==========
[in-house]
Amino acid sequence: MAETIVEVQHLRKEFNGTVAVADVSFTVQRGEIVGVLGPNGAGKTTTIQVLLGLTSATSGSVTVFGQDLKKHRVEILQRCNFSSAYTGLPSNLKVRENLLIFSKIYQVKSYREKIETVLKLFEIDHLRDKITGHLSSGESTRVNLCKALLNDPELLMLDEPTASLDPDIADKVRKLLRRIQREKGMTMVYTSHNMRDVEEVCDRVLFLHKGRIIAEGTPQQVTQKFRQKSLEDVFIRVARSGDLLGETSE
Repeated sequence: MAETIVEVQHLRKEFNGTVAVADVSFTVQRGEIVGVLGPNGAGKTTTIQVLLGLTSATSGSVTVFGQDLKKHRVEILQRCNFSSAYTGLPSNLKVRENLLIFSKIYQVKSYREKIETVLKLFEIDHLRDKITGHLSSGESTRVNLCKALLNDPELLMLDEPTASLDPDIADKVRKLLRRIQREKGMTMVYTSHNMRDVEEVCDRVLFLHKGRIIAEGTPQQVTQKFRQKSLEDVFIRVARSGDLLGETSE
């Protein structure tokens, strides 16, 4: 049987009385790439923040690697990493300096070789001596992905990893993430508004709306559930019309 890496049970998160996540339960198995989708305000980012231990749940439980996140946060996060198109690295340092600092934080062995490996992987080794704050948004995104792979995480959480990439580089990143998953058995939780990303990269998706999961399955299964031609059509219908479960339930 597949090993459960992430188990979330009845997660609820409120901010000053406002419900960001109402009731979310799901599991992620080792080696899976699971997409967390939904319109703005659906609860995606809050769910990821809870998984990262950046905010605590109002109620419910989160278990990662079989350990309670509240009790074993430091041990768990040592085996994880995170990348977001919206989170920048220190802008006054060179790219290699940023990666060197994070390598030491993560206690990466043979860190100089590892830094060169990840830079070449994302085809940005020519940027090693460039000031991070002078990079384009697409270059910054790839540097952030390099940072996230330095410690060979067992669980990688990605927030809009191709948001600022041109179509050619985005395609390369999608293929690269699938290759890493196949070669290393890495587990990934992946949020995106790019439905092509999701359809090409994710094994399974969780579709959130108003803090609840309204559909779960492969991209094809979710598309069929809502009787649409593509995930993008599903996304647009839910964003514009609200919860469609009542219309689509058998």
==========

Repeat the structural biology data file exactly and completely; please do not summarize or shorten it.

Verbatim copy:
[in-house]
Amino acid sequence: MAETIVEVQHLRKEFNGTVAVADVSFTVQRGEIVGVLGPNGAGKTTTIQVLLGLTSATSGSVTVFGQDLKKHRVEILQRCNFSSAYTGLPSNLKVRENLLIFSKIYQVKSYREKIETVLKLFEIDHLRDKITGHLSSGESTRVNLCKALLNDPELLMLDEPTASLDPDIADKVRKLLRRIQREKGMTMVYTSHNMRDVEEVCDRVLFLHKGRIIAEGTPQQVTQKFRQKSLEDVFIRVARSGDLLGETSE
Repeated sequence: MAETIVEVQHLRKEFNGTVAVADVSFTVQRGEIVGVLGPNGAGKTTTIQVLLGLTSATSGSVTVFGQDLKKHRVEILQRCNFSSAYTGLPSNLKVRENLLIFSKIYQVKSYREKIETVLKLFEIDHLRDKITGHLSSGESTRVNLCKALLNDPELLMLDEPTASLDPDIADKVRKLLRRIQREKGMTMVYTSHNMRDVEEVCDRVLFLHKGRIIAEGTPQQVTQKFRQKSLEDVFIRVARSGDLLGETSE
């Protein structure tokens, strides 16, 4: 049987009385790439923040690697990493300096070789001596992905990893993430508004709306559930019309 890496049970998160996540339960198995989708305000980012231990749940439980996140946060996060198109690295340092600092934080062995490996992987080794704050948004995104792979995480959480990439580089990143998953058995939780990303990269998706999961399955299964031609059509219908479960339930 597949090993459960992430188990979330009845997660609820409120901010000053406002419900960001109402009731979310799901599991992620080792080696899976699971997409967390939904319109703005659906609860995606809050769910990821809870998984990262950046905010605590109002109620419910989160278990990662079989350990309670509240009790074993430091041990768990040592085996994880995170990348977001919206989170920048220190802008006054060179790219290699940023990666060197994070390598030491993560206690990466043979860190100089590892830094060169990840830079070449994302085809940005020519940027090693460039000031991070002078990079384009697409270059910054790839540097952030390099940072996230330095410690060979067992669980990688990605927030809009191709948001600022041109179509050619985005395609390369999608293929690269699938290759890493196949070669290393890495587990990934992946949020995106790019439905092509999701359809090409994710094994399974969780579709959130108003803090609840309204559909779960492969991209094809979710598309069929809502009787649409593509995930993008599903996304647009839910964003514009609200919860469609009542219309689509058998």